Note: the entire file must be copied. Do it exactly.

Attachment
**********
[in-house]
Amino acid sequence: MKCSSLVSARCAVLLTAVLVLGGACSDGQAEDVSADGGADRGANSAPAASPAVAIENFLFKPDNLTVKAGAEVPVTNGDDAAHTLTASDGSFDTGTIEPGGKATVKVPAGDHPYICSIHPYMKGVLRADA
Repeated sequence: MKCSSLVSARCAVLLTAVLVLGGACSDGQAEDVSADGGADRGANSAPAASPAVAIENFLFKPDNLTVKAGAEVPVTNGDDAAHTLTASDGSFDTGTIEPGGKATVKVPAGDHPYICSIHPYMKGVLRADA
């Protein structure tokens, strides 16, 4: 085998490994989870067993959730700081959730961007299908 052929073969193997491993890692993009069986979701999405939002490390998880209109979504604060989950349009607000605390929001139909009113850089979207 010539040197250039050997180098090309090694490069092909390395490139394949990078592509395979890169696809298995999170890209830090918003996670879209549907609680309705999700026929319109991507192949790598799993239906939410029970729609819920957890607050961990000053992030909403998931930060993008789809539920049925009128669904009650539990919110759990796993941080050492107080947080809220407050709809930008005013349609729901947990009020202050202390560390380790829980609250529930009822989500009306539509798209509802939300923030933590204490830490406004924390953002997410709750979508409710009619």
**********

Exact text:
[in-house]
Amino acid sequence: MKCSSLVSARCAVLLTAVLVLGGACSDGQAEDVSADGGADRGANSAPAASPAVAIENFLFKPDNLTVKAGAEVPVTNGDDAAHTLTASDGSFDTGTIEPGGKATVKVPAGDHPYICSIHPYMKGVLRADA
Repeated sequence: MKCSSLVSARCAVLLTAVLVLGGACSDGQAEDVSADGGADRGANSAPAASPAVAIENFLFKPDNLTVKAGAEVPVTNGDDAAHTLTASDGSFDTGTIEPGGKATVKVPAGDHPYICSIHPYMKGVLRADA
């Protein structure tokens, strides 16, 4: 085998490994989870067993959730700081959730961007299908 052929073969193997491993890692993009069986979701999405939002490390998880209109979504604060989950349009607000605390929001139909009113850089979207 010539040197250039050997180098090309090694490069092909390395490139394949990078592509395979890169696809298995999170890209830090918003996670879209549907609680309705999700026929319109991507192949790598799993239906939410029970729609819920957890607050961990000053992030909403998931930060993008789809539920049925009128669904009650539990919110759990796993941080050492107080947080809220407050709809930008005013349609729901947990009020202050202390560390380790829980609250529930009822989500009306539509798209509802939300923030933590204490830490406004924390953002997410709750979508409710009619």